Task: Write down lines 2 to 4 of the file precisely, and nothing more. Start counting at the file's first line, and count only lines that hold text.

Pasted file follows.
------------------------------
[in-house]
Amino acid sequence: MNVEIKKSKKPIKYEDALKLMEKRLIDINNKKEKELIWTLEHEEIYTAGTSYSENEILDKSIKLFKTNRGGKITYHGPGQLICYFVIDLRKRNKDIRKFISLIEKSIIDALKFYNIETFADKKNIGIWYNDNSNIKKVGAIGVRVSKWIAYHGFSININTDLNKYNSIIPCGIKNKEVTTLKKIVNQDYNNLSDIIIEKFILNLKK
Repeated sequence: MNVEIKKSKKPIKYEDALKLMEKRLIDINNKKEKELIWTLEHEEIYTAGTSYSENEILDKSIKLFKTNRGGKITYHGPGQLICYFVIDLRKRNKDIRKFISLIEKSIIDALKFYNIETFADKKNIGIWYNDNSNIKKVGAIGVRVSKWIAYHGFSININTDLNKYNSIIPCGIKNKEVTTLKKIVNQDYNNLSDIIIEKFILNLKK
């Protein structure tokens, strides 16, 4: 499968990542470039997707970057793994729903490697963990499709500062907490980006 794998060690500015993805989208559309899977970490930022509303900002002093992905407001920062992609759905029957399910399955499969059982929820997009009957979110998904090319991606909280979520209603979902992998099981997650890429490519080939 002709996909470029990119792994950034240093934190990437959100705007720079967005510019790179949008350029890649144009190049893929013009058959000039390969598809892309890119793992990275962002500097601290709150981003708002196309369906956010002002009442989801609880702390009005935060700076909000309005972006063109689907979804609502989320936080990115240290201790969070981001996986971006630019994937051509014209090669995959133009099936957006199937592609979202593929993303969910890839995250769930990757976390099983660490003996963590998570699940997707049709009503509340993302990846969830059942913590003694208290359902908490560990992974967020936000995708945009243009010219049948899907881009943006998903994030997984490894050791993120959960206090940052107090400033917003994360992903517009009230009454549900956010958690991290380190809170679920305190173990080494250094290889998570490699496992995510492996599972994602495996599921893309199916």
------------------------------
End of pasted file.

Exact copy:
Amino acid sequence: MNVEIKKSKKPIKYEDALKLMEKRLIDINNKKEKELIWTLEHEEIYTAGTSYSENEILDKSIKLFKTNRGGKITYHGPGQLICYFVIDLRKRNKDIRKFISLIEKSIIDALKFYNIETFADKKNIGIWYNDNSNIKKVGAIGVRVSKWIAYHGFSININTDLNKYNSIIPCGIKNKEVTTLKKIVNQDYNNLSDIIIEKFILNLKK
Repeated sequence: MNVEIKKSKKPIKYEDALKLMEKRLIDINNKKEKELIWTLEHEEIYTAGTSYSENEILDKSIKLFKTNRGGKITYHGPGQLICYFVIDLRKRNKDIRKFISLIEKSIIDALKFYNIETFADKKNIGIWYNDNSNIKKVGAIGVRVSKWIAYHGFSININTDLNKYNSIIPCGIKNKEVTTLKKIVNQDYNNLSDIIIEKFILNLKK
């Protein structure tokens, strides 16, 4: 499968990542470039997707970057793994729903490697963990499709500062907490980006 794998060690500015993805989208559309899977970490930022509303900002002093992905407001920062992609759905029957399910399955499969059982929820997009009957979110998904090319991606909280979520209603979902992998099981997650890429490519080939 002709996909470029990119792994950034240093934190990437959100705007720079967005510019790179949008350029890649144009190049893929013009058959000039390969598809892309890119793992990275962002500097601290709150981003708002196309369906956010002002009442989801609880702390009005935060700076909000309005972006063109689907979804609502989320936080990115240290201790969070981001996986971006630019994937051509014209090669995959133009099936957006199937592609979202593929993303969910890839995250769930990757976390099983660490003996963590998570699940997707049709009503509340993302990846969830059942913590003694208290359902908490560990992974967020936000995708945009243009010219049948899907881009943006998903994030997984490894050791993120959960206090940052107090400033917003994360992903517009009230009454549900956010958690991290380190809170679920305190173990080494250094290889998570490699496992995510492996599972994602495996599921893309199916």